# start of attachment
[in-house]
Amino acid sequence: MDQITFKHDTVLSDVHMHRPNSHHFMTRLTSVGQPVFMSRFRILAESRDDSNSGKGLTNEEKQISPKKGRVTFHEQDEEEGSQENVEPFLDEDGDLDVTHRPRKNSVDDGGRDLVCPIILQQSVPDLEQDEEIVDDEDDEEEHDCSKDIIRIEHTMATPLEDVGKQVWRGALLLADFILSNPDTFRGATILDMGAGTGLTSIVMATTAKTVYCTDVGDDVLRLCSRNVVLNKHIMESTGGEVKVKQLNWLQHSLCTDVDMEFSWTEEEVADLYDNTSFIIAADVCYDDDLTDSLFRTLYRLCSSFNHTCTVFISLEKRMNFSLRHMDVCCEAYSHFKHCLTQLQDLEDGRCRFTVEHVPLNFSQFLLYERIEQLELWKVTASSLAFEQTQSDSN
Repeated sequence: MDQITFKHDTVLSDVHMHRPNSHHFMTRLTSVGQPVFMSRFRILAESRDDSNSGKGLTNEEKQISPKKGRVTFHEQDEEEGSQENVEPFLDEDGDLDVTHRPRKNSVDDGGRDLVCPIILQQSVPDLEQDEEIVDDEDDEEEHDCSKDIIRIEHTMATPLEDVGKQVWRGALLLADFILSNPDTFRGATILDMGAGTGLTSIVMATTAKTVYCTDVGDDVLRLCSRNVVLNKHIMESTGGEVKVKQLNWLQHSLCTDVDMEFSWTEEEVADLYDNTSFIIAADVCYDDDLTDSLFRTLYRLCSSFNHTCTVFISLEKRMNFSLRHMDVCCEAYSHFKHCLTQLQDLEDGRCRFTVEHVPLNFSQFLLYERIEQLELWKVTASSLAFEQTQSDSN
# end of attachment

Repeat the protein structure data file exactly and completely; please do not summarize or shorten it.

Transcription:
[in-house]
Amino acid sequence: MDQITFKHDTVLSDVHMHRPNSHHFMTRLTSVGQPVFMSRFRILAESRDDSNSGKGLTNEEKQISPKKGRVTFHEQDEEEGSQENVEPFLDEDGDLDVTHRPRKNSVDDGGRDLVCPIILQQSVPDLEQDEEIVDDEDDEEEHDCSKDIIRIEHTMATPLEDVGKQVWRGALLLADFILSNPDTFRGATILDMGAGTGLTSIVMATTAKTVYCTDVGDDVLRLCSRNVVLNKHIMESTGGEVKVKQLNWLQHSLCTDVDMEFSWTEEEVADLYDNTSFIIAADVCYDDDLTDSLFRTLYRLCSSFNHTCTVFISLEKRMNFSLRHMDVCCEAYSHFKHCLTQLQDLEDGRCRFTVEHVPLNFSQFLLYERIEQLELWKVTASSLAFEQTQSDSN
Repeated sequence: MDQITFKHDTVLSDVHMHRPNSHHFMTRLTSVGQPVFMSRFRILAESRDDSNSGKGLTNEEKQISPKKGRVTFHEQDEEEGSQENVEPFLDEDGDLDVTHRPRKNSVDDGGRDLVCPIILQQSVPDLEQDEEIVDDEDDEEEHDCSKDIIRIEHTMATPLEDVGKQVWRGALLLADFILSNPDTFRGATILDMGAGTGLTSIVMATTAKTVYCTDVGDDVLRLCSRNVVLNKHIMESTGGEVKVKQLNWLQHSLCTDVDMEFSWTEEEVADLYDNTSFIIAADVCYDDDLTDSLFRTLYRLCSSFNHTCTVFISLEKRMNFSLRHMDVCCEAYSHFKHCLTQLQDLEDGRCRFTVEHVPLNFSQFLLYERIEQLELWKVTASSLAFEQTQSDSN